That's what someone told me… Is Monchique a volcano?

How do magmatic rocks, formed inside the planet, appear on the surface?

About 200 million years ago (Ma), in the Jurassic, the arrangement of the continents was quite different from the current one. So different that all the continents formed a single supercontinent, Pangea.

At this time, and due to the distancing of the tectonic plates, the fracture and separation of this supercontinent began, with the separation of North America from Europe and Northwest Africa, which, in turn, gave birth to an ocean that we know, the Ocean Atlantic.

Like all geological events, the process of “oceanization” (opening of an ocean) takes place over a very long time scale, and it was only in the Lower Cretaceous, between 145-135 Ma, that the South Atlantic opened, with the separation of America from Africa.

Thus, it appears that the fractures that gave rise to the Atlantic Ocean did not spread quickly, crossing the continents from one end to the other, as happens when a plate is broken, for example. Rather, it is a slow and progressive removal of the tectonic plates, with a dynamic identical to when opening a zipper on a coat.

Millions of years later, in the Upper Cretaceous (70-74 Ma), and still related to the opening of the Atlantic Ocean, the Iberian Peninsula was in rotation towards the rest of Europe. This movement, combined with other geological events, promoted a phase of intense magmatic activity. A very important example of this activity is marked in Portugal in the form of the Monchique igneous complex.

The question that arises at this moment is: how do these magmatic rocks, formed inside the planet, appear on the surface? For this, it is necessary to understand that our planet Earth has an internal structure composed of different layers, like an onion. In a simple way, the three main divisions are: crust (continental and oceanic), mantle (lower and upper) and core (inner and outer).

The magma that originated the nepheline syenite of Monchique was born in a magmatic chamber located in the upper part of the mantle, between 30 and 45 kilometers deep, a distance similar to going from Lagos to Monchique. After its birth, the rocks of Monchique rose to higher levels of the crust, between 3 and 10 km deep, through the fractures that were generated during all the geological evolution described above. This rise of the magma is due to the difference in densities between the magma and the rocks it passes through.

Magma, because it is very hot, between 800 and 1200 ºC, is less dense than the host rocks and, therefore, tends to rise, as happens when we heat water to make our teas, when water boils, expands and rises .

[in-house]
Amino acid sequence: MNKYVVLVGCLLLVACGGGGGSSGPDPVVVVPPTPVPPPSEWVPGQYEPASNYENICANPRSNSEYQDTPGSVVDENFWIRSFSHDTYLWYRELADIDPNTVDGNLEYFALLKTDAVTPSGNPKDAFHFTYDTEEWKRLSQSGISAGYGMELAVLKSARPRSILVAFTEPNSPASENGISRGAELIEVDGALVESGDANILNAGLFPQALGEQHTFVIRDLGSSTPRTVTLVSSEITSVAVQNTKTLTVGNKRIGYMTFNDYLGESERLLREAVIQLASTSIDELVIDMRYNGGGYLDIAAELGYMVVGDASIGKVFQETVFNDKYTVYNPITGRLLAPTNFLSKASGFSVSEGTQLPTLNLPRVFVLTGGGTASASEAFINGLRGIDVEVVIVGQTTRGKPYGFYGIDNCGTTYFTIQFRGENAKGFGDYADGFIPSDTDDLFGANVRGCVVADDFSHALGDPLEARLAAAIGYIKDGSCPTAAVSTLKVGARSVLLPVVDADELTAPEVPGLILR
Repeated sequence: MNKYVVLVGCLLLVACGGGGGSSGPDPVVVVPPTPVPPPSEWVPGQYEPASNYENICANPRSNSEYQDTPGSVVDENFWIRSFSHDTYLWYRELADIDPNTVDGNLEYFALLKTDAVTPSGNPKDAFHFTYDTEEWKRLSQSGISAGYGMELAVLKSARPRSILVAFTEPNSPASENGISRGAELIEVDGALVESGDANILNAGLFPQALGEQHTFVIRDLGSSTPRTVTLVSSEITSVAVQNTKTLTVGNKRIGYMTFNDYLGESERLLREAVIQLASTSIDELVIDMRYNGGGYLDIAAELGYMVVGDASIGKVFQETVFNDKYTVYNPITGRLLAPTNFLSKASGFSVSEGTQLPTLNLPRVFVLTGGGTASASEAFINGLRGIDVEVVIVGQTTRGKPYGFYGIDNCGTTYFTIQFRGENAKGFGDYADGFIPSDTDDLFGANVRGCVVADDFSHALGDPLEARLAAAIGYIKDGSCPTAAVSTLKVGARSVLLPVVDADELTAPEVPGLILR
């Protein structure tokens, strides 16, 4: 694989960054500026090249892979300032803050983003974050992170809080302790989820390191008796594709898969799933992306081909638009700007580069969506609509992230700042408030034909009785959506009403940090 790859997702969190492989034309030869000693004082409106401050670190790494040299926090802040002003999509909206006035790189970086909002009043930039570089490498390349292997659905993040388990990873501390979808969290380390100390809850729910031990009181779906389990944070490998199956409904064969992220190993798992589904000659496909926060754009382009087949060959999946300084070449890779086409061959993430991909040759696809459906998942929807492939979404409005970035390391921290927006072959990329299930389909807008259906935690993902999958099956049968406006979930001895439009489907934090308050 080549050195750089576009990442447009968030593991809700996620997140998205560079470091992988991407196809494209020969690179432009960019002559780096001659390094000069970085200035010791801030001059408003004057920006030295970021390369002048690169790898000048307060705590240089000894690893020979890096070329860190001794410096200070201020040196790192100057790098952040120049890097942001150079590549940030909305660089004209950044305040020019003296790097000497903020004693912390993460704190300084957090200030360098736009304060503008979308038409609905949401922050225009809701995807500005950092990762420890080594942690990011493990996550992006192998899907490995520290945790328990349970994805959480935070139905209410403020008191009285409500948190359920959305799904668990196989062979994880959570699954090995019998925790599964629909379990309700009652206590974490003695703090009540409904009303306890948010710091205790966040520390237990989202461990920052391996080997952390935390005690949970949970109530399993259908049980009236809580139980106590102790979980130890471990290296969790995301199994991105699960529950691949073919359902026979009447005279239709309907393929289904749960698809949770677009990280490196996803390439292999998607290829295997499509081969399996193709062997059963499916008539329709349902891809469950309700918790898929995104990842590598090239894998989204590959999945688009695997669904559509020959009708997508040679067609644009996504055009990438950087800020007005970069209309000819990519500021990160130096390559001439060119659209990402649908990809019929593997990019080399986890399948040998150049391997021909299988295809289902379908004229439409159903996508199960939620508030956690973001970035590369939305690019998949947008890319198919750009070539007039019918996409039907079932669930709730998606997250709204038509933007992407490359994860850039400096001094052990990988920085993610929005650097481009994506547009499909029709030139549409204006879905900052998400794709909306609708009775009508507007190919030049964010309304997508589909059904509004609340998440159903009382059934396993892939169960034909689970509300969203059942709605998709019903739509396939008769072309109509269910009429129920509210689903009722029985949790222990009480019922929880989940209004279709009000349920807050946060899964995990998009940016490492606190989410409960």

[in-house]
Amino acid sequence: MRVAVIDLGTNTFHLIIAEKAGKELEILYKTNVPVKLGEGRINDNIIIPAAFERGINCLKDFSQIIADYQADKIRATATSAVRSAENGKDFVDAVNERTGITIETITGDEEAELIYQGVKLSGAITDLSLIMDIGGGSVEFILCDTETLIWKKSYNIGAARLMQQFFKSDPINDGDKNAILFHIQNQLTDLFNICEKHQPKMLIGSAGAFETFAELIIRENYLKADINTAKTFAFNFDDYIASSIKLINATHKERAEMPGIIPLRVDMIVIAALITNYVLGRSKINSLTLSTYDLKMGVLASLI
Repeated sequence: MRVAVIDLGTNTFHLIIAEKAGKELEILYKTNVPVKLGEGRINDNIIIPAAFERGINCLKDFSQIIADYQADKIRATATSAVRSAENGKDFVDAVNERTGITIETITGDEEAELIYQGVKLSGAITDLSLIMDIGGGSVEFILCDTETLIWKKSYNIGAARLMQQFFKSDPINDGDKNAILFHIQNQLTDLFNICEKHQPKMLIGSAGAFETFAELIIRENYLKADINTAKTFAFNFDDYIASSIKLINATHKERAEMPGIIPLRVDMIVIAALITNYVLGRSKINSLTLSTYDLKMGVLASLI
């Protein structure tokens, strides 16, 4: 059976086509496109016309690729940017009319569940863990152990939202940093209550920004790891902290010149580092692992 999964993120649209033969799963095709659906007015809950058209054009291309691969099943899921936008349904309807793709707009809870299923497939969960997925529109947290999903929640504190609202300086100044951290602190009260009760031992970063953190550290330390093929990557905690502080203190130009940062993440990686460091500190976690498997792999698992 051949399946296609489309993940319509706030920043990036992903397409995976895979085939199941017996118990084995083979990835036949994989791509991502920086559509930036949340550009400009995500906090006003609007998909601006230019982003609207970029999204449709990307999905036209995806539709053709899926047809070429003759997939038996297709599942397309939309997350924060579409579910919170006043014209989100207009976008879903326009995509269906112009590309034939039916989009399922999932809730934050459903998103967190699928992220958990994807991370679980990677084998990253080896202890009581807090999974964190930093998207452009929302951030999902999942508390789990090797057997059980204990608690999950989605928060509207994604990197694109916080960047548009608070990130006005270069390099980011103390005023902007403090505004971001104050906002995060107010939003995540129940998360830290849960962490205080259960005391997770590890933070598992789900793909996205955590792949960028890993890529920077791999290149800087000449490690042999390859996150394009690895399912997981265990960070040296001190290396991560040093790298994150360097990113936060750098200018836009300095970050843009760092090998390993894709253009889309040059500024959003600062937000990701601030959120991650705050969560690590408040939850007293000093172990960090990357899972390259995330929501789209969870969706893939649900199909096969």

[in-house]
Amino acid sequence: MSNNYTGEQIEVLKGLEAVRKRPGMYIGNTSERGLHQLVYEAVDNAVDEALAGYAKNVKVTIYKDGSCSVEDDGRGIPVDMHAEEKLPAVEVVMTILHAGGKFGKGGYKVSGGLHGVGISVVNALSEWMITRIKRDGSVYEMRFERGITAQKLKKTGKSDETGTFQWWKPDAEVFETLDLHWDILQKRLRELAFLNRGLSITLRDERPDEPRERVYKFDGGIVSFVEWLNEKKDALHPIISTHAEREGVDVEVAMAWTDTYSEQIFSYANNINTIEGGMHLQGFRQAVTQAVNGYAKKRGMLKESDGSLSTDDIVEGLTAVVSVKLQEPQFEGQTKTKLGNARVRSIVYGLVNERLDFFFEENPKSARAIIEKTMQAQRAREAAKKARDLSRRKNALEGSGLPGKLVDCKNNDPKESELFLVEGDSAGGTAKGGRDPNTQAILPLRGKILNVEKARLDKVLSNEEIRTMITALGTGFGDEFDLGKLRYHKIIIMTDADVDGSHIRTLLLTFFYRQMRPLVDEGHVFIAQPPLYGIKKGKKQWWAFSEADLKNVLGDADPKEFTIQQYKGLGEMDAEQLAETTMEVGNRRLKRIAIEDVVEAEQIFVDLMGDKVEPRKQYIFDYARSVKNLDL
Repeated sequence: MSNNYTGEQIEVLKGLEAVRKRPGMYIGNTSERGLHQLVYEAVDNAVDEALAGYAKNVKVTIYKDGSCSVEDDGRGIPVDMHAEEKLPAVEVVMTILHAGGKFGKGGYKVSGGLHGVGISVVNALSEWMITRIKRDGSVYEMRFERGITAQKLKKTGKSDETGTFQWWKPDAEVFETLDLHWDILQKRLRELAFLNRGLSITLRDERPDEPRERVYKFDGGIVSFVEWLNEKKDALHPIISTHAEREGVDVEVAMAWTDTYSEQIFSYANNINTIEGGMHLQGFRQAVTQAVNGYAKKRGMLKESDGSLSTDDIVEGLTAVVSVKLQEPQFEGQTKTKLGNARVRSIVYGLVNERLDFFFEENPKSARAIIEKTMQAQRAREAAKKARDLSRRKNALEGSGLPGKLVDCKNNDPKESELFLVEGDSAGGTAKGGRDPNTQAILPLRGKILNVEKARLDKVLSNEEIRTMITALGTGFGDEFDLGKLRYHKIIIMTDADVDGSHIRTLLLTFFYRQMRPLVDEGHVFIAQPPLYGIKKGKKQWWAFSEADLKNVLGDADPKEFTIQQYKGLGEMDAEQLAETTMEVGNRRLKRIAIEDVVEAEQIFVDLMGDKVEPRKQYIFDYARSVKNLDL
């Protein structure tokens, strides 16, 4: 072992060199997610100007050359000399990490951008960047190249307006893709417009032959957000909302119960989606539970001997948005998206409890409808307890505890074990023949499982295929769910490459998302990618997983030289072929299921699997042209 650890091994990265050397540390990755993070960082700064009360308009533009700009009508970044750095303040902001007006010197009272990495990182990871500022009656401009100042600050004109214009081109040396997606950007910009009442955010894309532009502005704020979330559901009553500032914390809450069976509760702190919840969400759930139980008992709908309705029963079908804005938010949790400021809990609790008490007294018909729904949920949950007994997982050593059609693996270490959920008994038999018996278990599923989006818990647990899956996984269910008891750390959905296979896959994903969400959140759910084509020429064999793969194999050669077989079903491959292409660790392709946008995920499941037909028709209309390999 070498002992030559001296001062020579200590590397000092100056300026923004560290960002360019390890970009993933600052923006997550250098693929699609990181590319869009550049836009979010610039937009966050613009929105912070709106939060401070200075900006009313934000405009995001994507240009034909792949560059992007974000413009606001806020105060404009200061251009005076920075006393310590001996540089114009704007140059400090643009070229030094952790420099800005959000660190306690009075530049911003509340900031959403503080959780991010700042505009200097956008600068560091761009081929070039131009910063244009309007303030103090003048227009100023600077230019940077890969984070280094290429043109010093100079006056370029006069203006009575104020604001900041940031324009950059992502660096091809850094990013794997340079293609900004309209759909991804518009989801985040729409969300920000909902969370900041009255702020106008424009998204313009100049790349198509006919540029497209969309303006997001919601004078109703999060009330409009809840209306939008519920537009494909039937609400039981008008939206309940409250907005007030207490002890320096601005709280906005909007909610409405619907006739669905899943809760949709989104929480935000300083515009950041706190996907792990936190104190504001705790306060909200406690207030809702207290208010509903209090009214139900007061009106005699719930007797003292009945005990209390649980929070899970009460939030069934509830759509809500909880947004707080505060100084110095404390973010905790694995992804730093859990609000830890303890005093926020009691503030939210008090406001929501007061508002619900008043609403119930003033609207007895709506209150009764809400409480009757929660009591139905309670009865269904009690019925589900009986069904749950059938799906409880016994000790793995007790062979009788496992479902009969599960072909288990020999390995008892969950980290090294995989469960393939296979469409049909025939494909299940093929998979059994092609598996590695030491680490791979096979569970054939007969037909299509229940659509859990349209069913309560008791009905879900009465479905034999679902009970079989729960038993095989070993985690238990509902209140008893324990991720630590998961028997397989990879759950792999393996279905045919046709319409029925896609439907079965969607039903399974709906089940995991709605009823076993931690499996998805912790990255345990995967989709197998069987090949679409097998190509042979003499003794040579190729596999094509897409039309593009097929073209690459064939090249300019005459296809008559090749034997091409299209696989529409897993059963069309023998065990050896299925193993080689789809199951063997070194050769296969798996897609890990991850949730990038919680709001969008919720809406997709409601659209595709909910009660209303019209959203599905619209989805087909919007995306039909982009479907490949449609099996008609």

Then, the magma settled in the upper crust for a few million years, which allowed its cooling to be slow and, consequently, to develop minerals with a size visible to the naked eye.

Next to the chapel of Caldas de Monchique, it is possible to see the two types of nepheline syenites from Monchique, which are distinguished by having minerals with different dimensions. The differences are due to the fact that the ascent and installation of the magma took place in two distinct magmatic moments.

Finally, the appearance of the Monchique igneous complex on the surface was due to differential erosion processes, that is, the sedimentary rocks that surround this igneous complex are less resistant to erosive processes than the nepheline syenites and, therefore, suffered more erosion, making the Monchique mountain range more prominent.

It thus appears that Monchique is not a volcano. The Monchique igneous complex does not present the characteristics that typically define a volcanic apparatus, namely volcanic cone, volcanic chimney and crater, nor does it present rocks with minerals that are not perceptible to the naked eye.

Now that we can correct our friends by telling them that Monchique was born a little over 30 km deep and that it is not a volcano, you can ask them the following question: where, in the Algarve, is it possible to see and touch an ancient volcano?

I bet they won't know!


Author Lourenço Crispim (Living Science Center of Lagos)

NOTE: This article was developed within the scope of the project PaNReD – Natural Heritage transformed into Digital Teaching Resources, funded by the CRESC Algarve 2020 Program, through Portugal 2020 and the European Social Fund (ESF).



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